Quite often, small business owners do not see the value in getting a business valuation completed. Perhaps there is no urgency to complete one, or the owners felt one was not needed, or the valuation seems cost-prohibiting.


Here are some reasons owners value their business:


  • Tax (estate/gift) planning purposes

  • Sell the business

  • Attract new investors

  • Divorce

  • Buy out other owners

  • Apply for a loan or line of credit

  • Understand their business growth


Different approaches are considered in business valuations. One approach or a combination of approaches may be used in the business valuation calculation. Generally accepted approaches to valuation and some methods include:


  • Asset Approach – a value indication of a business based on the value of the assets net of liabilities. The Adjusted Net Assets method is used to value a business by calculating the fair market value of its net assets. This provides a floor value. It is commonly used for holding companies and companies with consistent losses.

  • Income Approach - the “earning capacity of the company” is calculated by converting the anticipated economic benefits into a single amount. The Capitalization of Earnings/Cash flow method is generally used for mature companies with consistent cash flows. The Discounted Cash Flows (DCF) method is preferred if historical net income is not a proxy of the future. This is used for start-up companies and companies with uneven growth.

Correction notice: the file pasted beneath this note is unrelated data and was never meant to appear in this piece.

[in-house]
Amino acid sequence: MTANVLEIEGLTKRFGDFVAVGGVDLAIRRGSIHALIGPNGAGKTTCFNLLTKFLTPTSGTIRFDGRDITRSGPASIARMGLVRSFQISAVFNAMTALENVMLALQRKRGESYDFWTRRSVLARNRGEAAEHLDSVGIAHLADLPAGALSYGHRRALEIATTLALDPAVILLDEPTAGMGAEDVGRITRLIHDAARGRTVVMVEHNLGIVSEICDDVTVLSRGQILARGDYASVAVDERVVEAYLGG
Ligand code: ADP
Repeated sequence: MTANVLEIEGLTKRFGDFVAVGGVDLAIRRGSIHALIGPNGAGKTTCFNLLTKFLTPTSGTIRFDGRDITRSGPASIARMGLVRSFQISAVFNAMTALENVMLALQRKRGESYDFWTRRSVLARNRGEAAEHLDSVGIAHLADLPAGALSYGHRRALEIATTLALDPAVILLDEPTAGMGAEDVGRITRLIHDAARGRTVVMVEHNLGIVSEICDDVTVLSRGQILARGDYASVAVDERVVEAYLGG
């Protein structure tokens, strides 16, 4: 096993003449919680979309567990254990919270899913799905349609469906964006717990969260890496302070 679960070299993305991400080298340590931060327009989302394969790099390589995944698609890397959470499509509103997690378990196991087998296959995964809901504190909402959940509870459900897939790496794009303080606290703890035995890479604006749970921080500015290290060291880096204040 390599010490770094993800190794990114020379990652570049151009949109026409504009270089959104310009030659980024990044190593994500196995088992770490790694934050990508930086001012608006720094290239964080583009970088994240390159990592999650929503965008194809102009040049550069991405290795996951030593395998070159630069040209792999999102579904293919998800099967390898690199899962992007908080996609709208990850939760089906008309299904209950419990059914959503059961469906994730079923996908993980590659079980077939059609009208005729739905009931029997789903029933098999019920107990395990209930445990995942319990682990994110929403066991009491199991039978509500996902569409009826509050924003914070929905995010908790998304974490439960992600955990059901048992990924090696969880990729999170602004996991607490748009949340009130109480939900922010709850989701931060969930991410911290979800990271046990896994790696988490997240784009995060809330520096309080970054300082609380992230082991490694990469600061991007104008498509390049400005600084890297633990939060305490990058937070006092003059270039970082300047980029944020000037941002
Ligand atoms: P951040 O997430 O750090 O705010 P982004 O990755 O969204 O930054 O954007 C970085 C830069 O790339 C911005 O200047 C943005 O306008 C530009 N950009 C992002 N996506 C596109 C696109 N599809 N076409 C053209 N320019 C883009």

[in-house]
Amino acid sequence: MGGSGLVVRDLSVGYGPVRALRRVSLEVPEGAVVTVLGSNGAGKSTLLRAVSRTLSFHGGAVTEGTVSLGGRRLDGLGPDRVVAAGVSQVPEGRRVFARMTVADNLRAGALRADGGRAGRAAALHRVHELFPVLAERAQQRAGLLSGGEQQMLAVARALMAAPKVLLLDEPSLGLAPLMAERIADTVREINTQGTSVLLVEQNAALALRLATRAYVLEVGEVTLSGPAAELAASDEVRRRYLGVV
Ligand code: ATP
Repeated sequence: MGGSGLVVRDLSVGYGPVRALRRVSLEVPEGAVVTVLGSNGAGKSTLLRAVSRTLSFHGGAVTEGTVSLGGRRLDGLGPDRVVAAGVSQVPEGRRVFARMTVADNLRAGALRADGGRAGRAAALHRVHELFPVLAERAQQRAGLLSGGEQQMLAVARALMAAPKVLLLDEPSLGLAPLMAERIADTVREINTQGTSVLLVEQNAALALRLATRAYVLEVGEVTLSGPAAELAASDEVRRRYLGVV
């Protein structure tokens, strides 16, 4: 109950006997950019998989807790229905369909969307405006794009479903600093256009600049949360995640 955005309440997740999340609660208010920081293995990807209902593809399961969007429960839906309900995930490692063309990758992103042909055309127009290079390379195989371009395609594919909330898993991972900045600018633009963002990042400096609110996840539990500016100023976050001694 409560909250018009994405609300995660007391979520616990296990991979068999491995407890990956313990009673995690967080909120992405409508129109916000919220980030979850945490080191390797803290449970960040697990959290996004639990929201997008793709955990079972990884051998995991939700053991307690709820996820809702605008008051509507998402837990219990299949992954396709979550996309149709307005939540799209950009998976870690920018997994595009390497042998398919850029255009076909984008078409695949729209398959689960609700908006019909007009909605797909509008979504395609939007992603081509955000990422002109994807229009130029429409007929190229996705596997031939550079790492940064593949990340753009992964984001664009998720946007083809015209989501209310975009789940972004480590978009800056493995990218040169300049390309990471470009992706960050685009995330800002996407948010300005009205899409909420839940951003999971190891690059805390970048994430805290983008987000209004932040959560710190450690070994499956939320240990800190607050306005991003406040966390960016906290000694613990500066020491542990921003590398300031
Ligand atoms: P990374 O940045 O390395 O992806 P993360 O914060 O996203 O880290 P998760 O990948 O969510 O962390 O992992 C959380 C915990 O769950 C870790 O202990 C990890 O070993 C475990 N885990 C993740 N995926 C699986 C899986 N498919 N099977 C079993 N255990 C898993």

• Market Approach – this references recent sales of reasonably comparable companies (“comps”) for which transaction values are known. The Completed Transaction Method (CTM) uses private company sales data to establish price multiples that are applied to the subject company to compute a valuation amount. However, without a sufficient number of comparable sales transactions this method may be eliminated from consideration.

What are the different types of business valuations?


  • Detailed Valuation - a comprehensive and objective report that is written to stand up to the scrutiny of the courts, the IRS, and other reviewing agencies.

  • Summary Valuation – similar but shorter than the detailed valuation report. Generally not for review by courts or agencies.

  • Calculation Report – A report composed from the business owner’s direction. An example would be calculating the value of a target company based on various synergies the owner expects from the acquisition.

Getting a business valuation completed is not as intimidating or exhausting as it may seem. Please reach out to me if you have questions or are interested in understanding how this process works.

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